A hard-working priest's years of efforts pay off at St. Ignatius school

October 01, 2005|By JACQUES KELLY

On my way home the other evening, I spotted Father Bill Watters crossing Madison Street and casting a critical eye at a left-behind student backpack, momentarily abandoned on a city sidewalk where possessions disappear quickly. It was the dismissal hour at an all-boys middle school, and it was producing the kind of jumping khaki-pants bedlam that erupts when classroom-bound young minds get sprung for the day.

This was the same Watters I took a phone call from in the late summer of 1991, when he'd come to Baltimore as the newly appointed pastor of St. Ignatius Roman Catholic Church, where my parents and I have attended since streetcars ran past the front door.

New on the job, he was in characteristic form. That September day, he wanted the tubs of geraniums in the front of the church fixed up; this was only the beginning. In the past 14 years, the man has never stopped. I never saw a construction project, objective or details he didn't like; his energy was always up to his vision.

What he inherited back then was not envious. It was an aging congregation in a historic but physically problematic set of buildings. The worst thing were the rumors. We were told we were the smallest of the Roman Catholic parishes in the archdiocese and were marked on a hit list for closing.

Watters listened to none of this. It didn't take long before he was confiding to my father, Joe Kelly, that instead of closing anything, he wanted to reopen, so to speak, a version of a school the Jesuits opened on Calvert Street in 1855 but had transferred to the suburbs before World War II.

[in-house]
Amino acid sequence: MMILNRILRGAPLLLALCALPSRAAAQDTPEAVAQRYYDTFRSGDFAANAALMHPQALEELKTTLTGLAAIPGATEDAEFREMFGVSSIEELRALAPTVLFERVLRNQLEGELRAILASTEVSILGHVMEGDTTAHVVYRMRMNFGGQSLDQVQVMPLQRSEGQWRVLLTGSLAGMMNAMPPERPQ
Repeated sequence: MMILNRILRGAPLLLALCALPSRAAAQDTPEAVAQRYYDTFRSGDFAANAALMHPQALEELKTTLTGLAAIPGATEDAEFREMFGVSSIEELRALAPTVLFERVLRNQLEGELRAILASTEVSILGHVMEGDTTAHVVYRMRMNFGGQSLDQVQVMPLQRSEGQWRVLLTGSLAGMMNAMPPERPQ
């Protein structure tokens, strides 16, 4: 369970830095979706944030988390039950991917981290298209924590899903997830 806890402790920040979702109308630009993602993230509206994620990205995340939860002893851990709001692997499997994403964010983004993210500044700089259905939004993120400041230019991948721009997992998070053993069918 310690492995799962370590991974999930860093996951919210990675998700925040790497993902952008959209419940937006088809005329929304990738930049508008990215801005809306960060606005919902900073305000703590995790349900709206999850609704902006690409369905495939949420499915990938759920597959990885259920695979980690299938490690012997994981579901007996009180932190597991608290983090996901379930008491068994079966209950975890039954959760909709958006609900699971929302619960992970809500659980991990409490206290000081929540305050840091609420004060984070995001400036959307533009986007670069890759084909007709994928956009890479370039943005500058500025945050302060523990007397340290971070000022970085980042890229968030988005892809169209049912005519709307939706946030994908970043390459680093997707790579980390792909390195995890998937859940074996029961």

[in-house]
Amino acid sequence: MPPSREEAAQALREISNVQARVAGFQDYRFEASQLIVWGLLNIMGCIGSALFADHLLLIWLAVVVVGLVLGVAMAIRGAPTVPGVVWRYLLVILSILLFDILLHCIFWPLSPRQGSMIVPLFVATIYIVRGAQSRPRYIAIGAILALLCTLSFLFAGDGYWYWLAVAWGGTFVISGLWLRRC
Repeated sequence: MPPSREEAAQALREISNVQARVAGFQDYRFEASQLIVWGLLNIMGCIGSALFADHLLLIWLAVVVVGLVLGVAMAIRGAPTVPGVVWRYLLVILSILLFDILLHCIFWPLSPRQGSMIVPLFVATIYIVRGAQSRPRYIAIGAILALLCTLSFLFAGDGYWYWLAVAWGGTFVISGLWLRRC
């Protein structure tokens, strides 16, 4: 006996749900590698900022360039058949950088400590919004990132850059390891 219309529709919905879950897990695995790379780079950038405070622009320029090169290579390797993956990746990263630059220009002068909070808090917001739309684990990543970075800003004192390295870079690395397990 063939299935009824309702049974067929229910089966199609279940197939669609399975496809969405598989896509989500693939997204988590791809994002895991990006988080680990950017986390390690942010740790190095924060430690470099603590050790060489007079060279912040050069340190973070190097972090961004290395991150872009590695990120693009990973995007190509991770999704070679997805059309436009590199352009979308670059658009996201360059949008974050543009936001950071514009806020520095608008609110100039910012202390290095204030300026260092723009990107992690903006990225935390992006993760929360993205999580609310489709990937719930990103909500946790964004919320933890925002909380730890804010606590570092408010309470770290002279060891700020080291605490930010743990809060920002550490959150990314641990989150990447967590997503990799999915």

For so many years now, I've watched Baltimore transform itself; perhaps the experience at St. Ignatius has been one of the most rewarding from an emotional standpoint. It's one thing to walk through a commercially reconfigured harbor. It's another to watch underused church school rooms, opened 150 years ago, resound with loud sixth-graders, who in a couple years will be properly trained for high schools they will attend.

No matter that there was no real playground; no matter the buildings were pre-Civil War. No matter that the archdiocese was regularly closing schools, not opening them.

But let's not discount what I call the physical and spiritual pull of the ancient altars of old Baltimore. My mother patronized a rich circuit of diverse Baltimore religious venues and much approved of St. Ignatius, where she had been married. My father, Jesuit-educated, was a pushover. So come Sunday mornings, we were off to the old church at Calvert and Madison.

In his years at Calvert and Madison, Watters seemed to never take a day off. He seemed to have an assignment for all -- and few declined. That was the case this past December, when I took another call from him. An underground water source in troublesome Madison Street had ruined a new floor in the church hall. Could I build a Christmas garden here to deflect attention from warping boards? Within a week, the electric train was running to critical success.

Sunday morning is not quite the first day of the week without emerging from the pews and stepping on the Calvert Street sidewalk. Most times I glance at a stout white marble block set at the curb line. As a child, I was told it had been placed there for the convenience of the parish grandees to alight, with dignity, from their horse-drawn carriages. These days, Watters' merry scholars use it as a limestone trampoline.


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